Lorenzo Dow, an eccentric American preacher, born in Coventry, Conn., Oct. 16, 1777, died in Washington, D. C, Feb. 2, 1834. At an early age he was greatly distressed by religious speculations, until his acceptance of Methodist doctrines and his determination to become a preacher-of that denomination, though his education was very limited. In 1796 he made an unsuccessful application for admission into the Connecticut conference; but two years later he was received, and in 1799 was appointed to the Cambridge circuit, New York. During the year he was transferred to Pitts-field, Mass., and afterward to Essex, Vt., but remained there only a brief time, as he believed he had a divine call to preach to the Catholics of Ireland. He made two visits to Ireland and England, in 1799 and 1805, and by his eccentric manners and attractive eloquence drew after him immense crowds, who sometimes indulged in a spirit of bitter persecution. He introduced camp meetings into England, and the controversy about them resulted in the organization of the Primitive Methodists. In 1802 he was preaching in the Albany district, N. Y., "against atheism, deism, Calvinism, and Universalism." He passed the years 1803 and 1804 in Alabama, delivering the first Protestant sermon within the bounds of that state.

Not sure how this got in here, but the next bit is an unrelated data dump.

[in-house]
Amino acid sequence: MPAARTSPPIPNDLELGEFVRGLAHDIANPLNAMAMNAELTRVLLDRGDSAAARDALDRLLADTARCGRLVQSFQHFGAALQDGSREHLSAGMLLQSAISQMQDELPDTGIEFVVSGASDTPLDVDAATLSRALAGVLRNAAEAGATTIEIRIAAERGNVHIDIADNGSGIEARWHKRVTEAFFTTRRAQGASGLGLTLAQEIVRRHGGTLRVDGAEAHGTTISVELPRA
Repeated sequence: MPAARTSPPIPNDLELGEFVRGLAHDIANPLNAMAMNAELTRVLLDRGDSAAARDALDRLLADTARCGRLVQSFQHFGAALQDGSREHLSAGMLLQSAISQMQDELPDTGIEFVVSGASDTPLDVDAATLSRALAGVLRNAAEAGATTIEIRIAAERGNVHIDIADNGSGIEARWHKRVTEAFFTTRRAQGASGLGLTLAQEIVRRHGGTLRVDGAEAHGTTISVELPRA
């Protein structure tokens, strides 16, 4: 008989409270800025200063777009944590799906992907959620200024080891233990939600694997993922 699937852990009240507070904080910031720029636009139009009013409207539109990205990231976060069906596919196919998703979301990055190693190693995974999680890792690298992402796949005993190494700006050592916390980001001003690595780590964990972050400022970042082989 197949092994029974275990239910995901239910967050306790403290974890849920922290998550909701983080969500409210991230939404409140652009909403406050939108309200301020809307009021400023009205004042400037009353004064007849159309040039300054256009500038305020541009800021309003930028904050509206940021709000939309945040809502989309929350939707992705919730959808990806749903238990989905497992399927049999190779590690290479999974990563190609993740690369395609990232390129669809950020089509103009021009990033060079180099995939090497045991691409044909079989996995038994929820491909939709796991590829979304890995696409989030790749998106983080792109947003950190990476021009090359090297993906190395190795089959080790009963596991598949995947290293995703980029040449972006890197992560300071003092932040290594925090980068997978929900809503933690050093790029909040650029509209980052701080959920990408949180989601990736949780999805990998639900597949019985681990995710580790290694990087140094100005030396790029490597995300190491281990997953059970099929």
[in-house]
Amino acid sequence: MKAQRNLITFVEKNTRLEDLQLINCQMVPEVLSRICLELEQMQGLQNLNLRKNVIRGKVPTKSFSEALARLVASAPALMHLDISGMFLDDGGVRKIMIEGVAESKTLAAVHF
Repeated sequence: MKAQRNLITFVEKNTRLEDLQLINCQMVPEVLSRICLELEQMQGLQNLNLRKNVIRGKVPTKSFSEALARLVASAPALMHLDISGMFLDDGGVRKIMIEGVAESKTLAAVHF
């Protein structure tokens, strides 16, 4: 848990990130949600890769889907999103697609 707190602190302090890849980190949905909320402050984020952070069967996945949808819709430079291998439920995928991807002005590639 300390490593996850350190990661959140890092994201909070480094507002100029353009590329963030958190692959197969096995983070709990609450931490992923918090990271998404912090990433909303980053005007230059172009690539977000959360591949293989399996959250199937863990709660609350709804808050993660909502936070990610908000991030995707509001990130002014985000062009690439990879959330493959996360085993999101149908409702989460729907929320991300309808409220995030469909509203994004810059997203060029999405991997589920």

In 1807 he extended his labors into Louisiana, following the settlers to the extreme borders of civilization, and preaching to half-civilized throngs in the forest. After 1799 he had no official relation to the ministry of the Methodist church, but continued to adhere to and to preach the prominent doctrines of that communion till his death. During his latter years his efforts were more specially directed against the Jesuits, whom he regarded as dangerous enemies to pure religion and to republican government. 4 Among his numerous writings are: "Polemical Works" (12mo, New York, 1814); "The Stranger in Charleston, or the Trial and Confession of Lorenzo Dow" (Philadelphia, 1822); "A short Account of a long Travel, with Beauties of Wesley " (8vo, Philadelphia, 1823); and "History of a Cosmopolite, or the Writings of the Rev. Lorenzo Dow, containing his Experience and Travels in Europe and America up to near his fiftieth Year; also his Polemic Writings " (often reprinted).